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The challenge of gender bias

For every ad featuring strong women and girls, there’s the inexplicable product marketed specifically to women—even though it doesn’t have to be. From household cleaners to snacks, some brands are creating unnecessarily gendered versions of products and often charging women more for it. The spotlight on this practice, which is referred to as the “pink tax,” is growing hotter. And it’s leaving the door wide open for new brands to make waves by openly calling attention to pink-taxed items, challenging sexist stereotypes, empowering underprivileged women and creating products that put the comfort and desires of women—rather than society’s expectations—first.

For brands to succeed today, they need to find ways to address the challenges women face. Comprising half of our population, women are key influencers in Canada. The reality is that women still shoulder most of the household responsibilities. On average, 72% of women in North America say they have shared or primary responsibility for daily shopping, household chores and food prep. As a result, they’re also the primary purchaser for everyday household items. But taking on this second, sometimes third job means women have additional demands each week and less time to meet them. This makes women one of the largest opportunities for convenience-led technologies and services.

But convenience is not the only chance for brands to make a significant difference in the lives of women. More than half (61%) of women in North America believe that they are worse off or about the same financially, compared with where they were five years ago. While “about the same” might appear positive, a flat income does not help offset rising costs of things such as food, childcare and other costs of living.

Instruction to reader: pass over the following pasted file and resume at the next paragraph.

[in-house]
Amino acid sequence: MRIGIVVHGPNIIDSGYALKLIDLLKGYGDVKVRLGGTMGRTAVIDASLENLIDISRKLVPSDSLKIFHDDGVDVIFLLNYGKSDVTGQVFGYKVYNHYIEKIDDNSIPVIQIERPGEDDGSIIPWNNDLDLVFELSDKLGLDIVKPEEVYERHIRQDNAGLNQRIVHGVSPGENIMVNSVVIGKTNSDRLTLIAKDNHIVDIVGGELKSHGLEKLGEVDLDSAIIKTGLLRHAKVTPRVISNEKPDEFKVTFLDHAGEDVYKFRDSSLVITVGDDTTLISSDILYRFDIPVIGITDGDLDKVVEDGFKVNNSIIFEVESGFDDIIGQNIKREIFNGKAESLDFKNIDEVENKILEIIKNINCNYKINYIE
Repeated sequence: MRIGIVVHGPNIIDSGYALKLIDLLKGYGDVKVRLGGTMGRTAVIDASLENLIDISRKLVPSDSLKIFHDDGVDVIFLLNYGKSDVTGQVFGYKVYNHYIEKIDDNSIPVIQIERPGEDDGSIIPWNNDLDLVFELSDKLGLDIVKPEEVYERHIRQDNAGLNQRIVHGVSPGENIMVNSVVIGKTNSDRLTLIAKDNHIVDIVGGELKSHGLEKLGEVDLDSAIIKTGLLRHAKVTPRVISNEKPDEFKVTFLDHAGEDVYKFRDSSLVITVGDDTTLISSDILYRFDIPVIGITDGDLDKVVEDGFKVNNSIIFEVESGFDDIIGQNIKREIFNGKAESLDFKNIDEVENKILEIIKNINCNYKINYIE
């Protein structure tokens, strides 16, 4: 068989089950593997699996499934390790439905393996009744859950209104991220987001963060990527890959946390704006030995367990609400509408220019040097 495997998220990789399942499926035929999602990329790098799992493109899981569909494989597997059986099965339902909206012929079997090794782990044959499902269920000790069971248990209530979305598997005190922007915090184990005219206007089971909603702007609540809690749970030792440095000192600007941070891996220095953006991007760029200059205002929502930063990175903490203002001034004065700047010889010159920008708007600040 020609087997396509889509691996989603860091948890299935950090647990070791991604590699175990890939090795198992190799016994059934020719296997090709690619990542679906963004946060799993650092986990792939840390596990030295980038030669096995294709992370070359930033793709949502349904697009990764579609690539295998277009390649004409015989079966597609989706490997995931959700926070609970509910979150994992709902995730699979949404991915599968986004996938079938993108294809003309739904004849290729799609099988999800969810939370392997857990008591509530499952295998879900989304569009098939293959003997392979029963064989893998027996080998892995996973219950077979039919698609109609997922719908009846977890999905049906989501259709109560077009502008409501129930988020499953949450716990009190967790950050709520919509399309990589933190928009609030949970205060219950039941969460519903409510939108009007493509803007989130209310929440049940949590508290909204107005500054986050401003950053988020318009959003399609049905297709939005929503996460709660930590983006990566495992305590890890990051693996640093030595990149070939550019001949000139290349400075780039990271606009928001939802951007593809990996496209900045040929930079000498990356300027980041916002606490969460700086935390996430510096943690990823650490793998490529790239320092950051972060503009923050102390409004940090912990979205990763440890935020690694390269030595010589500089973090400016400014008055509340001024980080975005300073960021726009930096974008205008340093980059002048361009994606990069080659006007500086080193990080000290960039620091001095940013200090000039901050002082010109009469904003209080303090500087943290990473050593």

When shopping online, women are more likely to want risk-free guarantees and convenience. For example, free delivery for online shopping from Tuesday through Thursday particularly appeals to women in North America. Women are also more likely to be interested in receiving notifications when an item ordered is out-of-stock, as well as when products come with money-back guarantees.

Despite financial, work and time pressures, women are laser-focused on living healthier, better lives. They aren’t willing to compromise on their health. How do women interpret what’s healthy? They are more likely to scrutinize the items on the shelf than men, looking for transparent labels and for companies that are open about where their products come from and how they are produced. The gender gap is especially large in North America, where 67% of women are reading labels to determine if a product is healthy, compared to 48% of men.

So what does this all mean for manufacturers and retailers? It means shifting gender norms are swiftly moving from minority to mainstream, especially in markets dominated by working-age millennial consumers.

That said, gender bias remains commonplace in modern-day advertising, and both men and women are noticing. Stereotypes that might have been acceptable just a few years ago now elicit a cringe. While cultural norms vary, it is critical that brands communicate the important role men play in women’s empowerment and equality journey— from encouraging and defending inclusivity in the workplace to sharing the load at home.

Patronage is increasingly contingent on a true understanding of a woman’s needs and reflecting her reality on screen, on the shelf and in the store. And brands that are getting it right—be it through social responsibility, sustainability, health or convenience—will continue to win wallets. Those that don’t change fast enough won’t.

In short, brands and retailers that focus more on how they can lessen the load off women’s shoulders and less on the colour of their packaging will earn more of this consumer’s dollars.

This article appeared in Canadian Grocer’November issue.

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